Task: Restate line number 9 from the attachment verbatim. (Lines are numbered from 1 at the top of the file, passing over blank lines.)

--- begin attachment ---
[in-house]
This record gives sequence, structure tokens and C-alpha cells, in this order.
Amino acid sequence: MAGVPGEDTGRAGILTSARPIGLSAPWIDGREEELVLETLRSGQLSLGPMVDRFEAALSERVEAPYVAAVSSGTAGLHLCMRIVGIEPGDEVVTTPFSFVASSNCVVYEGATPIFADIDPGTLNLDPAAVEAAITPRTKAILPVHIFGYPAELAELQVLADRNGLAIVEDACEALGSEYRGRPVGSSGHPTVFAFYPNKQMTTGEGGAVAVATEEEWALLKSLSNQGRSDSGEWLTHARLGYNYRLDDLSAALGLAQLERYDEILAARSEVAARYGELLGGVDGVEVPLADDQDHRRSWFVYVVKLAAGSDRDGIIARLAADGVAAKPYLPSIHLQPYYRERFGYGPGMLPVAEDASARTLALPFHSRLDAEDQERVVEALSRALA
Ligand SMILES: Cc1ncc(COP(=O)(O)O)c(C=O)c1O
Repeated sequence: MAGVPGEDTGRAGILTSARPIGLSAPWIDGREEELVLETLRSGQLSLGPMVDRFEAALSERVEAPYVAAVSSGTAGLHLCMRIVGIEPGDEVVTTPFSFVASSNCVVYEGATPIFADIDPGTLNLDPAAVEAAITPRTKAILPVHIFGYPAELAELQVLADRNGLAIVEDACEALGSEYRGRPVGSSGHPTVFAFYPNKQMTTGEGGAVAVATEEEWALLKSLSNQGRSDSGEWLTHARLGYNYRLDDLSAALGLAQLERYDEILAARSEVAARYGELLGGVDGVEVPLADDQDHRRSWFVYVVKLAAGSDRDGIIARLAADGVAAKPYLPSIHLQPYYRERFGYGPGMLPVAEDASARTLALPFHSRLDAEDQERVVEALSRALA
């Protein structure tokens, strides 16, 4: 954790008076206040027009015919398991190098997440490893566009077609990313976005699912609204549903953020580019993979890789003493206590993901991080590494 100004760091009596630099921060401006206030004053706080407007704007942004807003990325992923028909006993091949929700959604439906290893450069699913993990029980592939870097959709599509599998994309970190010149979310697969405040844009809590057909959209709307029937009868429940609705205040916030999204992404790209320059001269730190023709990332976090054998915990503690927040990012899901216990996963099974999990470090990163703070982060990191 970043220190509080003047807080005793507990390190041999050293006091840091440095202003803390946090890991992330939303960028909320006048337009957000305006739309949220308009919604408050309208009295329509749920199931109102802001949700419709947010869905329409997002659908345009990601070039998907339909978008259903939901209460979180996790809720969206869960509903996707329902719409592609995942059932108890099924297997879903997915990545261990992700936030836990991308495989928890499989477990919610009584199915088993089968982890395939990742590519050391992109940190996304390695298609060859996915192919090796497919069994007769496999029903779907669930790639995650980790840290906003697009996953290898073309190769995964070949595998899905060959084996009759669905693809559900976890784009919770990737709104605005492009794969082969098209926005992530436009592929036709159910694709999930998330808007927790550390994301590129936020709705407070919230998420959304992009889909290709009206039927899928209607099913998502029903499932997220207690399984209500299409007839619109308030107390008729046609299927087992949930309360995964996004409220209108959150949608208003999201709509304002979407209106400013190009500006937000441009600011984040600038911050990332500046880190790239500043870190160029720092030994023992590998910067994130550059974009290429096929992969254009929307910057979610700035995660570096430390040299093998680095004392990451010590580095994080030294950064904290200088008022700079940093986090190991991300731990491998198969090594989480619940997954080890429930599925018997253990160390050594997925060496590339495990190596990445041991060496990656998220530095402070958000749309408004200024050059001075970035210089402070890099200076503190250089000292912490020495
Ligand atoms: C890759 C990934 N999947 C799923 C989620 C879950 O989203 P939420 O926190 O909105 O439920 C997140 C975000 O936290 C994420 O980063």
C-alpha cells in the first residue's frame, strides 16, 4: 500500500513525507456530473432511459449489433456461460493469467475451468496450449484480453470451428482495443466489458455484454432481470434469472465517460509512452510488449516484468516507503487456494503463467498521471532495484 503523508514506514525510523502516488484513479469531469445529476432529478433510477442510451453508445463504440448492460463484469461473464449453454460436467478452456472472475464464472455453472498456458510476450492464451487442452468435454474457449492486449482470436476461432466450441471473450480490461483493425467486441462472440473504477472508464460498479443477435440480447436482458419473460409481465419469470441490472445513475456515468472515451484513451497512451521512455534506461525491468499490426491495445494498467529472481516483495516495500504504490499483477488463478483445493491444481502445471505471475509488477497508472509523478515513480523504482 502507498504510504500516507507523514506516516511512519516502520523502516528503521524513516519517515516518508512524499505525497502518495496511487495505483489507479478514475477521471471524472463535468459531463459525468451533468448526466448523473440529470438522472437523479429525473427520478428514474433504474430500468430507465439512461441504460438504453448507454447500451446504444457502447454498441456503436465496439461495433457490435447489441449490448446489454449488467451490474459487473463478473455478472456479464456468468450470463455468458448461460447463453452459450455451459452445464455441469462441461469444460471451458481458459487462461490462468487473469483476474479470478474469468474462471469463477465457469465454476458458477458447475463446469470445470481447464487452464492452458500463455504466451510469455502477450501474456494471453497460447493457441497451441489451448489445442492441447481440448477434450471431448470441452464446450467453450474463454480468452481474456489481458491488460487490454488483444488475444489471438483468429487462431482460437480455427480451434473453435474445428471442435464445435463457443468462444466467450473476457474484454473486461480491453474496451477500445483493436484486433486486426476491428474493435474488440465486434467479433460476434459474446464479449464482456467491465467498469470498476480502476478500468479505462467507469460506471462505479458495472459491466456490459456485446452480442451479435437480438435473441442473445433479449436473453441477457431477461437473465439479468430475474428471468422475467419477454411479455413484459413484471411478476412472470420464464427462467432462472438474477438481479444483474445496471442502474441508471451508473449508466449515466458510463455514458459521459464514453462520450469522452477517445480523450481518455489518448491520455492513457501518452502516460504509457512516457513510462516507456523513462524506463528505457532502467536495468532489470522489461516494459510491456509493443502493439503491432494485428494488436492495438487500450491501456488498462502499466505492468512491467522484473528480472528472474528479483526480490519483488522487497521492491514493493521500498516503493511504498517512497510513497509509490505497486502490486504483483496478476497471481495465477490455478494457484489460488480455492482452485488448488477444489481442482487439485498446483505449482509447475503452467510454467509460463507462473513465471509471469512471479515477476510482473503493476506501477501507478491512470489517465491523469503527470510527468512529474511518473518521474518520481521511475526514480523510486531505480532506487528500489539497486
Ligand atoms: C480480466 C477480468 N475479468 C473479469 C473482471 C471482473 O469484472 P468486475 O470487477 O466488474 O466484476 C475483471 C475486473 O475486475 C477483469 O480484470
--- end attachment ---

Ligand atoms: C480480466 C477480468 N475479468 C473479469 C473482471 C471482473 O469484472 P468486475 O470487477 O466488474 O466484476 C475483471 C475486473 O475486475 C477483469 O480484470